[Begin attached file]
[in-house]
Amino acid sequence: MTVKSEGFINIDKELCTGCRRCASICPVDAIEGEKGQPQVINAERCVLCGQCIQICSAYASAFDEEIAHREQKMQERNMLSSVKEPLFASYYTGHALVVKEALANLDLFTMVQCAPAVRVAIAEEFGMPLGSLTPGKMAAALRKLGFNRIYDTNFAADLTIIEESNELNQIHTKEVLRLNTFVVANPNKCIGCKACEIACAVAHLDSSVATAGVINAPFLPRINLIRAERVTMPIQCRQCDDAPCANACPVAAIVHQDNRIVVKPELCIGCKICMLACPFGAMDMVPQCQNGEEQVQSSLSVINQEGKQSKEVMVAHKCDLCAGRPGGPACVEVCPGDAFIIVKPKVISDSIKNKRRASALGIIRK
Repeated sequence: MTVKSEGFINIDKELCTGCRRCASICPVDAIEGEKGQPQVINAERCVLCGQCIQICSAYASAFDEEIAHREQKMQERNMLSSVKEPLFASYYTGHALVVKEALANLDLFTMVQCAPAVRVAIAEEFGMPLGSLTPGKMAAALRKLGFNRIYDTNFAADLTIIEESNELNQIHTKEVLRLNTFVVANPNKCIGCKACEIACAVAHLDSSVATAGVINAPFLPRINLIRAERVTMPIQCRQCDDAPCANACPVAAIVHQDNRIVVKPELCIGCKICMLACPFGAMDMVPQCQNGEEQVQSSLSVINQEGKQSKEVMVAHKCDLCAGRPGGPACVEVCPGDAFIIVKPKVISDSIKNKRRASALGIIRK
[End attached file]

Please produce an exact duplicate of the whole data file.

[in-house]
Amino acid sequence: MTVKSEGFINIDKELCTGCRRCASICPVDAIEGEKGQPQVINAERCVLCGQCIQICSAYASAFDEEIAHREQKMQERNMLSSVKEPLFASYYTGHALVVKEALANLDLFTMVQCAPAVRVAIAEEFGMPLGSLTPGKMAAALRKLGFNRIYDTNFAADLTIIEESNELNQIHTKEVLRLNTFVVANPNKCIGCKACEIACAVAHLDSSVATAGVINAPFLPRINLIRAERVTMPIQCRQCDDAPCANACPVAAIVHQDNRIVVKPELCIGCKICMLACPFGAMDMVPQCQNGEEQVQSSLSVINQEGKQSKEVMVAHKCDLCAGRPGGPACVEVCPGDAFIIVKPKVISDSIKNKRRASALGIIRK
Repeated sequence: MTVKSEGFINIDKELCTGCRRCASICPVDAIEGEKGQPQVINAERCVLCGQCIQICSAYASAFDEEIAHREQKMQERNMLSSVKEPLFASYYTGHALVVKEALANLDLFTMVQCAPAVRVAIAEEFGMPLGSLTPGKMAAALRKLGFNRIYDTNFAADLTIIEESNELNQIHTKEVLRLNTFVVANPNKCIGCKACEIACAVAHLDSSVATAGVINAPFLPRINLIRAERVTMPIQCRQCDDAPCANACPVAAIVHQDNRIVVKPELCIGCKICMLACPFGAMDMVPQCQNGEEQVQSSLSVINQEGKQSKEVMVAHKCDLCAGRPGGPACVEVCPGDAFIIVKPKVISDSIKNKRRASALGIIRK